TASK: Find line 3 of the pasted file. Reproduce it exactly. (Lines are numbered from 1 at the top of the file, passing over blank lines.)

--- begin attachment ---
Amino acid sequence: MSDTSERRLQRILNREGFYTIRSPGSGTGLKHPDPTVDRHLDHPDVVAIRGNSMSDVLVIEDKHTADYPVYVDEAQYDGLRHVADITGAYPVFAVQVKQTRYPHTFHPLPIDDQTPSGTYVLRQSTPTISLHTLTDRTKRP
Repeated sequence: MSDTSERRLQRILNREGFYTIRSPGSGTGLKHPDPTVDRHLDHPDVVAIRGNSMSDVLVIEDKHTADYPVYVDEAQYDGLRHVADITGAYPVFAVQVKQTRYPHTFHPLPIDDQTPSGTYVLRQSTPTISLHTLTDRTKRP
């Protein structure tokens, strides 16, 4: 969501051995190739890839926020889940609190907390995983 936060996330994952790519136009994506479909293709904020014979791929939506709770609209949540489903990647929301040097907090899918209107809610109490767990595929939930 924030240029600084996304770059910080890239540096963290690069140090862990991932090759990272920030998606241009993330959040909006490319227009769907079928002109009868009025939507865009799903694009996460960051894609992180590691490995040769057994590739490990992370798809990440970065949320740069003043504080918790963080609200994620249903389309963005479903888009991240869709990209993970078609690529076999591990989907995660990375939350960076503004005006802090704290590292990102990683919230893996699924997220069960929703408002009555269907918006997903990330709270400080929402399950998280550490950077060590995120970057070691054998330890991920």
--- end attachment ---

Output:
């Protein structure tokens, strides 16, 4: 969501051995190739890839926020889940609190907390995983 936060996330994952790519136009994506479909293709904020014979791929939506709770609209949540489903990647929301040097907090899918209107809610109490767990595929939930 924030240029600084996304770059910080890239540096963290690069140090862990991932090759990272920030998606241009993330959040909006490319227009769907079928002109009868009025939507865009799903694009996460960051894609992180590691490995040769057994590739490990992370798809990440970065949320740069003043504080918790963080609200994620249903389309963005479903888009991240869709990209993970078609690529076999591990989907995660990375939350960076503004005006802090704290590292990102990683919230893996699924997220069960929703408002009555269907918006997903990330709270400080929402399950998280550490950077060590995120970057070691054998330890991920």